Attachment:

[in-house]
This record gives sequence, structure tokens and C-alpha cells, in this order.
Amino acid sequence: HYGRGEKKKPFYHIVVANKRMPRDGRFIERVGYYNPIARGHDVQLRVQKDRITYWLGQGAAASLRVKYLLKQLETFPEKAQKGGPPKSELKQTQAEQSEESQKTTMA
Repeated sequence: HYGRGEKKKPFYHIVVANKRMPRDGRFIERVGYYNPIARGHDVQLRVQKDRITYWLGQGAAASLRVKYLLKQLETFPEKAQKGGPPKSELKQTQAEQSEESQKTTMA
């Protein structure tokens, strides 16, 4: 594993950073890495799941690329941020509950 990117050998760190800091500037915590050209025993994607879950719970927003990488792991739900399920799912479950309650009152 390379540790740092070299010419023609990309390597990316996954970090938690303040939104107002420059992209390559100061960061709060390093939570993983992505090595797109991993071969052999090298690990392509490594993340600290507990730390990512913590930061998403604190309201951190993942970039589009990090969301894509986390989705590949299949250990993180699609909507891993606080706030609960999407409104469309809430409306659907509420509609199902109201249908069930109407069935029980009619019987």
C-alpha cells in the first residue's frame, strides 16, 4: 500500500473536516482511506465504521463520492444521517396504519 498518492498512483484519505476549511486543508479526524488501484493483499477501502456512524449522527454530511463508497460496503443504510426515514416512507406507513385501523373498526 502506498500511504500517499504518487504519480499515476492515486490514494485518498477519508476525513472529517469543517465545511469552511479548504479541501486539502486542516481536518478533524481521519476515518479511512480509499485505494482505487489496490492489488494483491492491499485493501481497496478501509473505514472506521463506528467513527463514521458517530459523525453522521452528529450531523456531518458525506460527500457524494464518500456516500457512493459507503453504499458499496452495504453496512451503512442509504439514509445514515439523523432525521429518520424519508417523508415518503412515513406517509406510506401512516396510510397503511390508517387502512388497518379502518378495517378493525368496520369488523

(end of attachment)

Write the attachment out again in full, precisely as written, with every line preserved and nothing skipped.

[in-house]
This record gives sequence, structure tokens and C-alpha cells, in this order.
Amino acid sequence: HYGRGEKKKPFYHIVVANKRMPRDGRFIERVGYYNPIARGHDVQLRVQKDRITYWLGQGAAASLRVKYLLKQLETFPEKAQKGGPPKSELKQTQAEQSEESQKTTMA
Repeated sequence: HYGRGEKKKPFYHIVVANKRMPRDGRFIERVGYYNPIARGHDVQLRVQKDRITYWLGQGAAASLRVKYLLKQLETFPEKAQKGGPPKSELKQTQAEQSEESQKTTMA
């Protein structure tokens, strides 16, 4: 594993950073890495799941690329941020509950 990117050998760190800091500037915590050209025993994607879950719970927003990488792991739900399920799912479950309650009152 390379540790740092070299010419023609990309390597990316996954970090938690303040939104107002420059992209390559100061960061709060390093939570993983992505090595797109991993071969052999090298690990392509490594993340600290507990730390990512913590930061998403604190309201951190993942970039589009990090969301894509986390989705590949299949250990993180699609909507891993606080706030609960999407409104469309809430409306659907509420509609199902109201249908069930109407069935029980009619019987």
C-alpha cells in the first residue's frame, strides 16, 4: 500500500473536516482511506465504521463520492444521517396504519 498518492498512483484519505476549511486543508479526524488501484493483499477501502456512524449522527454530511463508497460496503443504510426515514416512507406507513385501523373498526 502506498500511504500517499504518487504519480499515476492515486490514494485518498477519508476525513472529517469543517465545511469552511479548504479541501486539502486542516481536518478533524481521519476515518479511512480509499485505494482505487489496490492489488494483491492491499485493501481497496478501509473505514472506521463506528467513527463514521458517530459523525453522521452528529450531523456531518458525506460527500457524494464518500456516500457512493459507503453504499458499496452495504453496512451503512442509504439514509445514515439523523432525521429518520424519508417523508415518503412515513406517509406510506401512516396510510397503511390508517387502512388497518379502518378495517378493525368496520369488523